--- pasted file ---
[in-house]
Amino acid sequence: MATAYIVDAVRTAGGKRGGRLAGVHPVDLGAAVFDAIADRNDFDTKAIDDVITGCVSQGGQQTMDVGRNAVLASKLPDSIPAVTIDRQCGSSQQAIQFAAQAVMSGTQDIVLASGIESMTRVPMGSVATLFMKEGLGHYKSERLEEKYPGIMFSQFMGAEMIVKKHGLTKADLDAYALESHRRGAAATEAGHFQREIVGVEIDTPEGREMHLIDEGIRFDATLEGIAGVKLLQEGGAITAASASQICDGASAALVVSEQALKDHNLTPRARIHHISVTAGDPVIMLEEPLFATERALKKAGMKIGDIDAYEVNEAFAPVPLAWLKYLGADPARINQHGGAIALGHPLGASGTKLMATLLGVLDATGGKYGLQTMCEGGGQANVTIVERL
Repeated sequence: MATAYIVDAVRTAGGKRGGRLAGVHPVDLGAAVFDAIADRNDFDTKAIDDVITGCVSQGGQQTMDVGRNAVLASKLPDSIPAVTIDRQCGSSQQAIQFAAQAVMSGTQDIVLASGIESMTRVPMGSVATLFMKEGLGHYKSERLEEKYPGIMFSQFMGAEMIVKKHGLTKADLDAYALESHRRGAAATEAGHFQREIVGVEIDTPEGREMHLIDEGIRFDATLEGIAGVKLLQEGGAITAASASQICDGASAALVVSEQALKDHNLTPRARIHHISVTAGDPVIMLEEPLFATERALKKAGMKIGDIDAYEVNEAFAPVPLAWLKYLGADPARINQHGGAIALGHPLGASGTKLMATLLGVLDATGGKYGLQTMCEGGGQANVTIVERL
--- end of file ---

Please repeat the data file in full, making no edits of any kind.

[in-house]
Amino acid sequence: MATAYIVDAVRTAGGKRGGRLAGVHPVDLGAAVFDAIADRNDFDTKAIDDVITGCVSQGGQQTMDVGRNAVLASKLPDSIPAVTIDRQCGSSQQAIQFAAQAVMSGTQDIVLASGIESMTRVPMGSVATLFMKEGLGHYKSERLEEKYPGIMFSQFMGAEMIVKKHGLTKADLDAYALESHRRGAAATEAGHFQREIVGVEIDTPEGREMHLIDEGIRFDATLEGIAGVKLLQEGGAITAASASQICDGASAALVVSEQALKDHNLTPRARIHHISVTAGDPVIMLEEPLFATERALKKAGMKIGDIDAYEVNEAFAPVPLAWLKYLGADPARINQHGGAIALGHPLGASGTKLMATLLGVLDATGGKYGLQTMCEGGGQANVTIVERL
Repeated sequence: MATAYIVDAVRTAGGKRGGRLAGVHPVDLGAAVFDAIADRNDFDTKAIDDVITGCVSQGGQQTMDVGRNAVLASKLPDSIPAVTIDRQCGSSQQAIQFAAQAVMSGTQDIVLASGIESMTRVPMGSVATLFMKEGLGHYKSERLEEKYPGIMFSQFMGAEMIVKKHGLTKADLDAYALESHRRGAAATEAGHFQREIVGVEIDTPEGREMHLIDEGIRFDATLEGIAGVKLLQEGGAITAASASQICDGASAALVVSEQALKDHNLTPRARIHHISVTAGDPVIMLEEPLFATERALKKAGMKIGDIDAYEVNEAFAPVPLAWLKYLGADPARINQHGGAIALGHPLGASGTKLMATLLGVLDATGGKYGLQTMCEGGGQANVTIVERL